But more than that, there is something valuable about the ease with which an individual can scan items well outside of their normal network, and when that network is creating lots of content and having lots of discussions. Serendipity happens when you have scale and when individuals can choose to just dive in and read someone’s blog post because a snippet caught their eye.

One way to help people learn that skill is to get them involved with something like a working out loud week. Do it multiple times daily for a week – post, mico-post, scan, read, engage – and you get pretty good at dealing with the volume. Hoping our next design iteration gets us closer to making that a reality.

Diversity of working out loud topics and the constraints of #ESN design

We’re at the end of day two of our Working Out Loud week within the full M.S. Learning and Organizational Change (MSLOC) community – about 220 graduate students, staff and faculty.

Let me reflect here for a bit on two observations: The diversity of topics we’re covering and the impact of features/affordances on how this may all play out.

MSLOC students are all working professionals who average 12 years of experience in a wide range of industries and organizational types. What draws them to our graduate program is an interest in understanding the people side of organizational change. That’s reflected in their working out loud topics.

Here’s what they are working out loud on:

  • Finding a blogging platform and setup tips help document a year-long (scholarship sponsored) project in Myanmar.
  • Design of a how-to-make-better product decisions workshop.
  • Self-study of The Social Psychology of Organizing by Karl Weick.
  • Elements of a new manager on-boarding program at a children’s hospital
  • Elements of an on-boarding program for new project managers
  • Design of an education program targeted at talent acquisition leaders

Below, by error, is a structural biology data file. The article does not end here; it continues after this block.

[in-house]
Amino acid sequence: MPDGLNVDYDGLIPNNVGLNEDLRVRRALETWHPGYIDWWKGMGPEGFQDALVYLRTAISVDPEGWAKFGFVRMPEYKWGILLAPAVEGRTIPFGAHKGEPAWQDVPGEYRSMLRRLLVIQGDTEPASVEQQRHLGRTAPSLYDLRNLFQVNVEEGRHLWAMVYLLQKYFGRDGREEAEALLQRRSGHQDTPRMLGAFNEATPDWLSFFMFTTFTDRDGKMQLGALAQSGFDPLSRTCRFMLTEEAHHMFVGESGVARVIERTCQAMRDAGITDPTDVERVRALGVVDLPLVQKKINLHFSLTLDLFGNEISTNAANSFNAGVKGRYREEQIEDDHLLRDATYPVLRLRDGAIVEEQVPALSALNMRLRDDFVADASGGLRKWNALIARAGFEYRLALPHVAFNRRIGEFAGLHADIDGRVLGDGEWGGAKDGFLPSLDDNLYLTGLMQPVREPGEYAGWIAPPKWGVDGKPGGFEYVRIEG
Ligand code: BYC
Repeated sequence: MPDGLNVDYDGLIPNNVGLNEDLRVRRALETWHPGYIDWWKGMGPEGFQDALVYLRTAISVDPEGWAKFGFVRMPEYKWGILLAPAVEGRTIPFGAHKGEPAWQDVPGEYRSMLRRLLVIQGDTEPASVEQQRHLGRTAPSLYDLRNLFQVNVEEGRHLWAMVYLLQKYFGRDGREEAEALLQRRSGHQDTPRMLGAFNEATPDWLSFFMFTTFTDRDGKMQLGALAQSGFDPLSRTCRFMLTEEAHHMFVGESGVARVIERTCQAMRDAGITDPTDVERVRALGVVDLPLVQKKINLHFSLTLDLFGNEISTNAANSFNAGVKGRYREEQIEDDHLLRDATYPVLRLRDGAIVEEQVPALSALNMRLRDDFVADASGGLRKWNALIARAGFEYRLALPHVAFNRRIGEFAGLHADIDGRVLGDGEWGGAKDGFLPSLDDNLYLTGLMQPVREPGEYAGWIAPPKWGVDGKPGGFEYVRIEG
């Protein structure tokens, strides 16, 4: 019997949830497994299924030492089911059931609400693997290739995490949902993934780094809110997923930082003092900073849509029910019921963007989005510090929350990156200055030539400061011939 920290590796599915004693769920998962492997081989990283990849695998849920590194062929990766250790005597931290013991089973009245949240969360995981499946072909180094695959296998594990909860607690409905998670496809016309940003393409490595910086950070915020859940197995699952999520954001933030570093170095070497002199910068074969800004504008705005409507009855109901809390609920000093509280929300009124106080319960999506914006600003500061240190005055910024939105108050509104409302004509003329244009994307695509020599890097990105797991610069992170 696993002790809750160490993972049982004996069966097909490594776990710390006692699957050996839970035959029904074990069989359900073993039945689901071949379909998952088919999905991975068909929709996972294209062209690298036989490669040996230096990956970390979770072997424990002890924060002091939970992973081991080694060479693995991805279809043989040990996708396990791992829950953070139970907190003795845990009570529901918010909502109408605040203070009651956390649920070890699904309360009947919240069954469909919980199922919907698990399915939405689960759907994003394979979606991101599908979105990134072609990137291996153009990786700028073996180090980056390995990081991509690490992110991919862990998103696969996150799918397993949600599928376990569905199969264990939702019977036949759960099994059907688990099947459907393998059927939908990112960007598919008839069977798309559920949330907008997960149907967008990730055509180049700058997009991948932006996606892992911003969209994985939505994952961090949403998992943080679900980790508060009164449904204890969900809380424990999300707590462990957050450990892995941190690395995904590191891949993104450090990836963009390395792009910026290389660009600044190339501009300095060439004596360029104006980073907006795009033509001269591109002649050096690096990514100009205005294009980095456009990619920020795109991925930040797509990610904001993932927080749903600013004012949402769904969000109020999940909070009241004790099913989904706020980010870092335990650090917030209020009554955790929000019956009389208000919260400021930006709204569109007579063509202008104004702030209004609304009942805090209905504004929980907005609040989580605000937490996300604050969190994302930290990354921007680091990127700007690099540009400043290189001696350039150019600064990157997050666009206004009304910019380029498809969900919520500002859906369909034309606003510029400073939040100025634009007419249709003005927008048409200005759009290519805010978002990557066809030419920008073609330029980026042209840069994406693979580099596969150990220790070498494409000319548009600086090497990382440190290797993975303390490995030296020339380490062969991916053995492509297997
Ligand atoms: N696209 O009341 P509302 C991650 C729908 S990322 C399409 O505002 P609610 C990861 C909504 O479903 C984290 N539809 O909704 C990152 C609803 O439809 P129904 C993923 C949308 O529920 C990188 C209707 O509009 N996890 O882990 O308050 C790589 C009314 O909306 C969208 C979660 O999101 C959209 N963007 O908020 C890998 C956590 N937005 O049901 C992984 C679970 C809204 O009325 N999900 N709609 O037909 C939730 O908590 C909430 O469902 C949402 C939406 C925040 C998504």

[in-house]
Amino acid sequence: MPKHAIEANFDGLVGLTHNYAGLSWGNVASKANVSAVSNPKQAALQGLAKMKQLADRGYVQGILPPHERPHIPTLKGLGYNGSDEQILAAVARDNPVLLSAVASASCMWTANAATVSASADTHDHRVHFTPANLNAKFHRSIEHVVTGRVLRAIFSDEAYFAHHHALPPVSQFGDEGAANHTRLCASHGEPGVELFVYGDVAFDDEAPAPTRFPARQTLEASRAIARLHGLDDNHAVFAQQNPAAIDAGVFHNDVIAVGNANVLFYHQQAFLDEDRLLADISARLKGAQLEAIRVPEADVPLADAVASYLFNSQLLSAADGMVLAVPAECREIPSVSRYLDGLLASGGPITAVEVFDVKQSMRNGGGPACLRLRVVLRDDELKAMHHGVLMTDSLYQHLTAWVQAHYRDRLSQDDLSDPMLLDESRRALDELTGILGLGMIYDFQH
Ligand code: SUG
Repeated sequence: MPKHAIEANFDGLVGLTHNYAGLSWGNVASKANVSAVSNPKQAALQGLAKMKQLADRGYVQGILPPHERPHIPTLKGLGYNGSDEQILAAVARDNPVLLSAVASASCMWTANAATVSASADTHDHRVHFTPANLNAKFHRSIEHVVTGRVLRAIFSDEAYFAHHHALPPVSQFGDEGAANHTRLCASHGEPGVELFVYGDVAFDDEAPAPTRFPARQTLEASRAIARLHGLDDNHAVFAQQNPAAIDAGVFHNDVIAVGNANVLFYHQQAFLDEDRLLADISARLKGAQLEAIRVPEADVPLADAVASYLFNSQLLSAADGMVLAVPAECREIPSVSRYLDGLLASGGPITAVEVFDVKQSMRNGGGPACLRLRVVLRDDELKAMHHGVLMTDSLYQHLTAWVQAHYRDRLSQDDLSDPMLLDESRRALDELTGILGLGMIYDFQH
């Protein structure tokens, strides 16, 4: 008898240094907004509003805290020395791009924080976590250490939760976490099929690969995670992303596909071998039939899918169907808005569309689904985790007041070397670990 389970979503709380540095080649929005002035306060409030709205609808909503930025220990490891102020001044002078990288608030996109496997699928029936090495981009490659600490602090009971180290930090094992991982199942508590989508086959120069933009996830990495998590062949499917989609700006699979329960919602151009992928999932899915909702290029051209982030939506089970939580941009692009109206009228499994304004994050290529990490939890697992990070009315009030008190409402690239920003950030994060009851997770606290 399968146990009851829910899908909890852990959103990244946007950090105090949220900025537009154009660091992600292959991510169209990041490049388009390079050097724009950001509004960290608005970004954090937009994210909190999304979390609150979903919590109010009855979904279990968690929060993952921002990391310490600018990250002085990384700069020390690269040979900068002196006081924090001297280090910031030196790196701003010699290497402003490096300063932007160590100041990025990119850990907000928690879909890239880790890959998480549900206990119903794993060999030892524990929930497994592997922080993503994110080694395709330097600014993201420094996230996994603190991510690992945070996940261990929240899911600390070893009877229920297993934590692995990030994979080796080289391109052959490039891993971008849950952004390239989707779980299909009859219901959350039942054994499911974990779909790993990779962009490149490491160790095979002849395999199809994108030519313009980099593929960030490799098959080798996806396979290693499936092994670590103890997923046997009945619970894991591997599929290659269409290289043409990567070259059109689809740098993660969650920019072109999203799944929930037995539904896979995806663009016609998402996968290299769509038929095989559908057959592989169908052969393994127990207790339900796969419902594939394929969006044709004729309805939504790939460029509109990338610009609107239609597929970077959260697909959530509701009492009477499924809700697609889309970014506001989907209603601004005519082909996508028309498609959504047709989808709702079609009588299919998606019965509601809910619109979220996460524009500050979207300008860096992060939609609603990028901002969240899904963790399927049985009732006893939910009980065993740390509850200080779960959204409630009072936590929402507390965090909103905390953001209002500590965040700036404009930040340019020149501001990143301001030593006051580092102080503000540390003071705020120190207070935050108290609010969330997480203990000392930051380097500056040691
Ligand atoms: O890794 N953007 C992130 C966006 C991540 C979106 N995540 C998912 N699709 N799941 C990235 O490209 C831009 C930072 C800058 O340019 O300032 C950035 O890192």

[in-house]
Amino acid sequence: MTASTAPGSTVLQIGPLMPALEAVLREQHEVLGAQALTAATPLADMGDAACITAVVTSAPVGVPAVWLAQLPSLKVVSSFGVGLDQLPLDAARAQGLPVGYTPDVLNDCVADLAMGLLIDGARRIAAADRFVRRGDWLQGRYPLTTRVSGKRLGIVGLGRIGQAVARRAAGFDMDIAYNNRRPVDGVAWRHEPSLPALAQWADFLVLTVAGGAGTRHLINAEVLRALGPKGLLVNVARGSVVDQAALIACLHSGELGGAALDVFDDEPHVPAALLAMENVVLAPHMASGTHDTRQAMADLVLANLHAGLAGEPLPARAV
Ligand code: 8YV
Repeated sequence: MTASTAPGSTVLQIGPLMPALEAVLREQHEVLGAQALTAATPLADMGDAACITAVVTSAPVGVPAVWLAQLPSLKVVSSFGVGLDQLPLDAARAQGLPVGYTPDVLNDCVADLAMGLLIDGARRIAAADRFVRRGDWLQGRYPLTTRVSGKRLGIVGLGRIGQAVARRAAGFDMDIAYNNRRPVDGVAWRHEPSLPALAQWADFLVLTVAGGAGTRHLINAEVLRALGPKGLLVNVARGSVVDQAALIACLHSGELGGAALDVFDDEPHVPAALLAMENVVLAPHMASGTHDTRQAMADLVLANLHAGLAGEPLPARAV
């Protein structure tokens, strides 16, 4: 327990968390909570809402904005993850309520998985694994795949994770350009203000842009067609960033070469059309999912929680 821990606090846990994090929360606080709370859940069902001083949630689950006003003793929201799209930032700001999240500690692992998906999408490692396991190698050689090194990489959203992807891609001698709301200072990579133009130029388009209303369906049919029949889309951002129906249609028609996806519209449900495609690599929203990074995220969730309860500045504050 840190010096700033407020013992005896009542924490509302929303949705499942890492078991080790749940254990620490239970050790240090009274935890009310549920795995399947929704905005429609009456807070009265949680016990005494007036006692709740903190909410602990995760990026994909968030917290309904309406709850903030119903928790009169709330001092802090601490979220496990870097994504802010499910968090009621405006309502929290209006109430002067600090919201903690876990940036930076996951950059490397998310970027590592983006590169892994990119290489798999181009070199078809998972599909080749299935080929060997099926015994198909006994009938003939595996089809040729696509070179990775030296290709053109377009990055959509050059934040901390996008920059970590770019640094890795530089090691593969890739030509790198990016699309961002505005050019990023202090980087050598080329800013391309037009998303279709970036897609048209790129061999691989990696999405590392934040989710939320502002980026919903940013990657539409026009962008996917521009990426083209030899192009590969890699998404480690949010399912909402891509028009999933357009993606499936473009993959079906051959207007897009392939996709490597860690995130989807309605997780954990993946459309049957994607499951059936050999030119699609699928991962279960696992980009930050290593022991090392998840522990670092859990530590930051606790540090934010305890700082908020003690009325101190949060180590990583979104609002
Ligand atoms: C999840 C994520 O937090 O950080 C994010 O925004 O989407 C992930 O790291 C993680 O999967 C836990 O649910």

• Discovering the needs and interests for a women’s initiative at one organization
  • Understanding effective practices for startup implementation of Yammer at a smaller firm (80-100 people)
  • Helping an organization figure out what it means to create a learning culture
  • Developing an on-boarding plan for a specific new hire
  • Developing a market research report based on customer stories
  • Developing a short session for clients on how to get more comfortable with difficult conversations
  • Re-imagining an organization’s existing internal online community to improve information sharing, collaboration and on-boarding
  • Putting a professional voice out into the online world

All of these topics are being explored as sub-threads to a single working-out-loud thread we started on Monday within our the program’s private enterprise social network (ESN). To date, we have 66 total responses (each of the above working-out-loud topics is one response, meaning we have 50-ish replies to topics); 21 active participants in the discussion; and 57 total viewers (which means we have 36 lurkers).

Those are interesting activity numbers. But the level of conversation is more interesting. The discussion thread gives each individual a chance to respond thoughtfully (and they do). Our ESN also includes an @mention feature, allowing participants to signal others an bring them into the conversation (and they do). It truly is an example of thoughtful reciprocity.

This was a calculated move, to have one discussion thread home for all the working out loud activity in our private ESN. It’s unsatisfactory, however. Shortly this thread will be difficult to navigate (we may be there already for many participants).

What we really need – within an ESN – is a way to aggregate the top-line topics and updates that then draws people into a specific space (like a blog) where the conversation is going deeper. This exactly the design that cMOOCs use on the web (see Thought Vectors in Concept Space or Connected Courses as recent examples).

Wondering if anyone in the ESN product space is actually looking at what is going on in with these innovative cMOOCs.

Final thought: Have something to contribute to any of the topics noted above? Use Twitter hashtags #msloc430 #wol